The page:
Letter: Those trickle-down economics
I have been watching the progress of Congress's bailout voting with interest and not a little bemusement. For at least two decades, and even during the last federal election cycle, I have heard Democrats criticizing the "trickle-down theory" of economics that is credited to former President Ronald Reagan. The tax cuts given to the "wealthy" based on the "trickle-down theory" were even blamed in part for the current economic crisis. The criticism/blame may or may not be correct; I am not sure.
However, now a Democratic-controlled Congress and a Democratic President Obama are in the process of passing an $800 billion-plus bailout that goes to... large banks, insurance companies, and corporations, i.e. the wealthy. The theory behind this seems to be that the money given to the large corporations (read: wealthy) will "stimulate" the economy by (are you ready for this?) "trickling down" to the average citizen.
What I don't understand is:
1. If giving money to the wealthy in the form of tax cuts to stimulate the economy by "trickling down" to the less wealthy was a "failed policy", why is giving money to the wealthy in the form of massive bailouts to stimulate the economy now a "necessary policy"?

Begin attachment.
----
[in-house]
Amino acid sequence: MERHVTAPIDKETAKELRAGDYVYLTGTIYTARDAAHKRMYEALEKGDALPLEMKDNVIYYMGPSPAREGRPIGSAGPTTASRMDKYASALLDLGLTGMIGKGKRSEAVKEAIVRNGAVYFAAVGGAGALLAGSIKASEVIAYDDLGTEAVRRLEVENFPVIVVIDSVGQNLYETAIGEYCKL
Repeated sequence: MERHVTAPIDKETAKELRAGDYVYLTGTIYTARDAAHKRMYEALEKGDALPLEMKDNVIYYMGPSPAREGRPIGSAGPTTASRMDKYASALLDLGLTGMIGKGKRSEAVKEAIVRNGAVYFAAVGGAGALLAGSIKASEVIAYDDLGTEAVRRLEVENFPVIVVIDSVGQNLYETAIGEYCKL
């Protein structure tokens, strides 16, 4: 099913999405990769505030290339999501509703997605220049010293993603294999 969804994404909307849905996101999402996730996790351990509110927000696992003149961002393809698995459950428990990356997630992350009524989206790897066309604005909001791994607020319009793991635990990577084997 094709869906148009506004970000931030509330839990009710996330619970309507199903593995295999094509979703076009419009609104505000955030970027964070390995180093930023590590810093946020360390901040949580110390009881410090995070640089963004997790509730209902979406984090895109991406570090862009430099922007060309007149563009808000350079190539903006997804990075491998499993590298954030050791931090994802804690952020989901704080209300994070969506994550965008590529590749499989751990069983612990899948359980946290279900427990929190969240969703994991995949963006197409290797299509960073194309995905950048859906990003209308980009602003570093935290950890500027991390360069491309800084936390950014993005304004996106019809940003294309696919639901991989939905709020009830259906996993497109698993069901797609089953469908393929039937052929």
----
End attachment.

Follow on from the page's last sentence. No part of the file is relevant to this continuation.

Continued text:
2. If Republicans favored trickle-down economics in the form of tax cuts when a Republican was in the White House, why do they seem to be opposed to trickle-down economics in the form of massive bailouts when a Democrat is in the White House? And why do the Democrats who opposed the trickle-down tax cuts when a Republican was president now favor trickle-down bailouts when a Democrat is in the White House? Is this the kind of change that President Barack Obama has been talking about for the past two or more years?
3. Is the massive federal bailout actually a wise policy? Or is it simply another instance of senators and representatives, confronted with a problem (crisis), doing what politicians have been doing for as long as I can remember: throwing taxpayers' money at it in hopes that it will go away?
Joseph W. Carpenter